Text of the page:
Dietrich Fischer-Dieskau sings Lieder
(baritone) Aribert Reimann & Hermann Reutter (piano)
EMI Classics CMS5 67349
2 [76.12, 73.44,73.53]
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These 1970-74 studio recordings on 3 CDs collect together 89 rare performances
of rare songs from 1850-1950. Most are accompanied by Aribert Reimann, composer
of the opera Lear written for Fischer-Dieskau, recently reissued on CD and
reviewed on MotW.
No texts are included, which severely limits access to understanding and
enjoyment. This undermines an otherwise alluring offering, and poses problems
for ecommendation and rating. The liner notes have only a generalised essay
on transformations of the art song during the hundred years covered. There
is not even anything to link this release with Fischer-Dieskau's vast repertoire,
demonstrated so very strikingly here, at the time when everyone is reviewing
The selection of 42 composers ranges from Robert Franz via Nietsche (!) through
to a group of later 20.C German composers, with many names virtually unknown
in UK along the way.
But, I thought, exceptional rarities apart, there should be no insoluble
problem, so I turned to Fischer-Dieskau's own massive and indispensable book,
The Fischer-Dieskau Book of Lieder. But disappointment awaited. Under composers,
very few of the poems set were listed. One or two more emerged from trawling
the list of poets, but time and again one found that the title might look
right, but it was a different poem! For this anthology, Fischer-Dieskau sought
far beyond those songs selected in his own compendium to represent their
composers. So this is an uncommon collection, of uncommon interest, and if
it does not sell well it will presumably soon disappear for ever.
Should you buy it? If the voice concerns you most, no need to hesitate.
Fischer-Dieskau is in fine voice throughout, the recordings with both
accompanists well balanced and sonically impeccable. Ten songs by Robert
Franz can probably be enjoyed for their melodies and tasteful accompaniments
without fussing too much. But listen with the text to Pfitzner's seven minute
Goethe setting An die Mond I (p. 45) or Fortner's of Holderlin's Hyperion's
Song of Fate (p. 245) and you will immediately appreciate what you are missing
with the vast majority of the others.
It is for his interpretation of words, and elucidation of their significance
in performance, that Fischer-Dieskau became famous and will always remain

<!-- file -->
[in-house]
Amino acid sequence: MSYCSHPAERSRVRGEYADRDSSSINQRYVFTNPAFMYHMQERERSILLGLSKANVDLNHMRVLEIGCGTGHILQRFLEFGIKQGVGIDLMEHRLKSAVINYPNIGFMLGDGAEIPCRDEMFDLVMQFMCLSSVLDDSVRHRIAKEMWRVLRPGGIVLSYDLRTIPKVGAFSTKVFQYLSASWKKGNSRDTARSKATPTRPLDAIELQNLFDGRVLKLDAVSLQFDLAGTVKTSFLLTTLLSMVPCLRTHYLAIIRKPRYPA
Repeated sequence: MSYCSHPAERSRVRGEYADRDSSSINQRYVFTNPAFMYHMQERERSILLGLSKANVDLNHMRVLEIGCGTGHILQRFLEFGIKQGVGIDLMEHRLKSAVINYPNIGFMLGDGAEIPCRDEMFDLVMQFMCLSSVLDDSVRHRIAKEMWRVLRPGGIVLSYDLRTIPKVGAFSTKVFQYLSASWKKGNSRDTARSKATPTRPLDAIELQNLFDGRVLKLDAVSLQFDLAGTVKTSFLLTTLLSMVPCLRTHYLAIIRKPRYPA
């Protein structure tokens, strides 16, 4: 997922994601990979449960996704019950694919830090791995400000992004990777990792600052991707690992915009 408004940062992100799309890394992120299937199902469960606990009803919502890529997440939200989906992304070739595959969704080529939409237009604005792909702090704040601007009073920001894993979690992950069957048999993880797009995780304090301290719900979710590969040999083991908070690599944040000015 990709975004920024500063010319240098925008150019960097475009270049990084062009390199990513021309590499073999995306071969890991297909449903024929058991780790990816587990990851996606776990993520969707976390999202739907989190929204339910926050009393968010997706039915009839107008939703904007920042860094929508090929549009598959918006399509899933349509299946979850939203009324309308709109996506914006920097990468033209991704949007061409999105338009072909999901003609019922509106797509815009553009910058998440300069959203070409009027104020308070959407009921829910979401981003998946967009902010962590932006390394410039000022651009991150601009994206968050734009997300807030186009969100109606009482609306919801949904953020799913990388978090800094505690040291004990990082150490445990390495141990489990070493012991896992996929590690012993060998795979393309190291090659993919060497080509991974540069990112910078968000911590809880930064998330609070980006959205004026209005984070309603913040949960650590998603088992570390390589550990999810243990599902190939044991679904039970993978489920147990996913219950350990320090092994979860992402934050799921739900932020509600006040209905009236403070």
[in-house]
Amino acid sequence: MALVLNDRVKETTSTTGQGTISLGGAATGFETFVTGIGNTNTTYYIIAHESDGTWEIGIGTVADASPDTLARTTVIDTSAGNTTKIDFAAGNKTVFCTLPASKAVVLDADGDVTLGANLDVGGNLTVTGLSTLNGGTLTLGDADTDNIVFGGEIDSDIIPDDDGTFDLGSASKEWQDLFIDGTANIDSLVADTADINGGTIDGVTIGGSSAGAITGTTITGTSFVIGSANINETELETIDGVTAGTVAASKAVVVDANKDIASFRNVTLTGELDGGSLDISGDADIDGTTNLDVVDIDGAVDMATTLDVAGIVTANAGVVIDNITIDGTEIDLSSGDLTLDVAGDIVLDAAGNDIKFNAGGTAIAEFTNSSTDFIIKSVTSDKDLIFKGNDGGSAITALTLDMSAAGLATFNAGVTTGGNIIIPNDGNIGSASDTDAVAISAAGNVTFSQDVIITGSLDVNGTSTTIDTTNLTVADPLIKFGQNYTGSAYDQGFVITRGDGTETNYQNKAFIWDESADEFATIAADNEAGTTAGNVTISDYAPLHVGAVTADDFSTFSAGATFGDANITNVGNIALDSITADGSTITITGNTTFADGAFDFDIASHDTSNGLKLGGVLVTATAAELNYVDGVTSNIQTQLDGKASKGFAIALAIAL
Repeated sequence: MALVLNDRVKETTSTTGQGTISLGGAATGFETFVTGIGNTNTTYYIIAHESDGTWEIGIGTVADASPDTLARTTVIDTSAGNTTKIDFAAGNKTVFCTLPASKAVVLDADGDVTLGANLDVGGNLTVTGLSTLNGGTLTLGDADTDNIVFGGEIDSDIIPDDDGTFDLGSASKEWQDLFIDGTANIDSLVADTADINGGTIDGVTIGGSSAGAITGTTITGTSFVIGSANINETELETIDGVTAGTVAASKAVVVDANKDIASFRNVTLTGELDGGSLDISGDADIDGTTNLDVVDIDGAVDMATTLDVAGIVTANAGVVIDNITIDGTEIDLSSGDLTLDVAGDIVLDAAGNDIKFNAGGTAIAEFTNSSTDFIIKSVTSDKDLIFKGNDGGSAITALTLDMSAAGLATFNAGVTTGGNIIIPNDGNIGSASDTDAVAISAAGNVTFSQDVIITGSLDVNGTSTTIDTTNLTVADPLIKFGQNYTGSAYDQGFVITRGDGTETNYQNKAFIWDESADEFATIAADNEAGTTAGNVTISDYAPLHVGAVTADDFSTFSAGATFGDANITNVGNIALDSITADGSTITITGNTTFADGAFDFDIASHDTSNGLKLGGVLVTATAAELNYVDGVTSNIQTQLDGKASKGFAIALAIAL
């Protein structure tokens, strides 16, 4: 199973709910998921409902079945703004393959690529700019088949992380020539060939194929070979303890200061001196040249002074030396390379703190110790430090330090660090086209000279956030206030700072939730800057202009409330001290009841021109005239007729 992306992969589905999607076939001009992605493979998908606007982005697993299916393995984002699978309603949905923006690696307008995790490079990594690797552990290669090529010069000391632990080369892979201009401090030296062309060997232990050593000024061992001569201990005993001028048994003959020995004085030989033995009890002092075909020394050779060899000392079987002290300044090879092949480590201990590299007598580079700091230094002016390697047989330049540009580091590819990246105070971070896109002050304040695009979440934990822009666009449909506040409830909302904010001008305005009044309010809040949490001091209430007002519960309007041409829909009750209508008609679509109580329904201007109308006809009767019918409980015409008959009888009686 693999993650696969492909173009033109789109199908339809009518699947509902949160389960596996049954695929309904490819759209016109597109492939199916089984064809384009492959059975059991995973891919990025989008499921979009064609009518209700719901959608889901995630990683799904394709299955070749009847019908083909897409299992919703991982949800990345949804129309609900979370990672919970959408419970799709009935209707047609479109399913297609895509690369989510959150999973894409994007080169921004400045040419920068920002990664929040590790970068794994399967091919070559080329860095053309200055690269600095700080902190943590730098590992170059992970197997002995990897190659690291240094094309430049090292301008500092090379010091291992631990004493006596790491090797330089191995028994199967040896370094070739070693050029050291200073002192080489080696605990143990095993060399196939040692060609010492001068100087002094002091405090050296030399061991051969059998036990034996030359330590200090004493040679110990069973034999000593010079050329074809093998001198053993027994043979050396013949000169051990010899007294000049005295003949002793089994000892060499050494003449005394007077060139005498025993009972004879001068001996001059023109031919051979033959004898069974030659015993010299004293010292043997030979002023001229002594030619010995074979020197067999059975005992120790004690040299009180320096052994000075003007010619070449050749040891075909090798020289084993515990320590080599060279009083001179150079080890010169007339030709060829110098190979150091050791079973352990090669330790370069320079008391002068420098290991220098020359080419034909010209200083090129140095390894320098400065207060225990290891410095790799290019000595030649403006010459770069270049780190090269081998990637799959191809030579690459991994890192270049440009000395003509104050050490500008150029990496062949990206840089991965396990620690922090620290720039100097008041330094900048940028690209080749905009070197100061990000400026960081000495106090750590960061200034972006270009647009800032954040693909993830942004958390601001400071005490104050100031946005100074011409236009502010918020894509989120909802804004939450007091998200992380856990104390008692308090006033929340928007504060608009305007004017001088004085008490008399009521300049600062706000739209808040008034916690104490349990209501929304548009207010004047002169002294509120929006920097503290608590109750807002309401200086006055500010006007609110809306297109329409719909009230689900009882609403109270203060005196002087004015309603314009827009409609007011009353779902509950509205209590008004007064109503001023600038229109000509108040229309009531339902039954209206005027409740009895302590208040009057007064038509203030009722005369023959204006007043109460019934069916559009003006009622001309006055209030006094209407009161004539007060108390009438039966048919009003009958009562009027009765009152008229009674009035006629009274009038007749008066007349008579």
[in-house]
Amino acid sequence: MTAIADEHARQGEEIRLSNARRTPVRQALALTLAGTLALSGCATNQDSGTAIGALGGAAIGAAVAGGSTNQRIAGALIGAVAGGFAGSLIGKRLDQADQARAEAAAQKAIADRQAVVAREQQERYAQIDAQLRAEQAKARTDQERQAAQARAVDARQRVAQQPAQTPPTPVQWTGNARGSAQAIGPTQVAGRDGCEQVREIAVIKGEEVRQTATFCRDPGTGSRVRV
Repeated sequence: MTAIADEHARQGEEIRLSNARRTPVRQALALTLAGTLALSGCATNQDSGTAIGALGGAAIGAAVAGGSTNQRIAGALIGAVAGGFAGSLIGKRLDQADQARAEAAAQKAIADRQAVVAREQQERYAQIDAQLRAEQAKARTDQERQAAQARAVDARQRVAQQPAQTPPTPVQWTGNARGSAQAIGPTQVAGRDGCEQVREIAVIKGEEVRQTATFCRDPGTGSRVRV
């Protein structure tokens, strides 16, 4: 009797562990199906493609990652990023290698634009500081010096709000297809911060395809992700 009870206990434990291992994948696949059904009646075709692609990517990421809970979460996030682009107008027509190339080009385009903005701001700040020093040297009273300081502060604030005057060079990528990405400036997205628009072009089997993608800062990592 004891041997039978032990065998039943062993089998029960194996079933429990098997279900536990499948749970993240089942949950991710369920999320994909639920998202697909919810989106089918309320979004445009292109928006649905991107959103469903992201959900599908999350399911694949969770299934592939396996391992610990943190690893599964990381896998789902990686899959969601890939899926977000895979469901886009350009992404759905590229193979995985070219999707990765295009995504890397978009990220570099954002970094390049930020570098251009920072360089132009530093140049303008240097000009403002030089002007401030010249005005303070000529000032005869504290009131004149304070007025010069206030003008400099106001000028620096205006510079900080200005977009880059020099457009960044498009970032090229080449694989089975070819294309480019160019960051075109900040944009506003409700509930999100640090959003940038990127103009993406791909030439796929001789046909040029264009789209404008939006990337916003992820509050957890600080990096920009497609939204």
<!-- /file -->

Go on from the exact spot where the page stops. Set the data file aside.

so for having advanced the art of Lieder singing.
It is probable that the original LPs were supplied with texts as usual? A
few of these settings are in English (Shakespeare & Langston Hughes)
and of course with CDs you can always repeat a track to try to get more of
the sense, but their much-vaunted convenience comes at a price. My wife,
for whom German is her first language, recognises that Fischer-Dieskau's
diction is excellent, but even so one hears woords and phrases, but often
the poem remains elusive without a sight of the text as a whole. I have always
contended this for song in English too.
This is another example of how some of the record companies, especially bigger
ones, seem to be losing the plot! This might have been a spectacularly valuable
part of the Fischer-Dieskau at 75 celebrations. Released as CD-Roms (how
long will ordinary CDs in their restrictive jewel-cases survive the competition
with newer formats?) it would have been easy to provide all the words together
with background information about Apostel, Beck, Eulenburg, Hauer, Hiller,
Mettiesen, Nietsche (as composer), Reutter, Ritter, Streicher, Tiessen &
Wetzel, then this would surely have been a five-star must and a best seller!
Peter Grahame Woolf
Includes works by Apostel , Bartok , Beck
, Berlioz , Blacher , Cornelius , Debussy , Dessau , von Einem , Eisler ,
Eulenburg , Fortner , Franz , Grieg , Hauer , Hiller , Hindemith , Jensen
, Kirchner , Krenek , Liszt , Mahler , Mattiesen , Milhaud , Nietzsche ,
Pfitzner , Raff , Reger , Reutter , Ritter , Rubinstein , von Schillings
, Schoenberg , Schreker , Strauss , Streicher , Tiessen , Wagner , Webern
, Weingartner , Wetzel.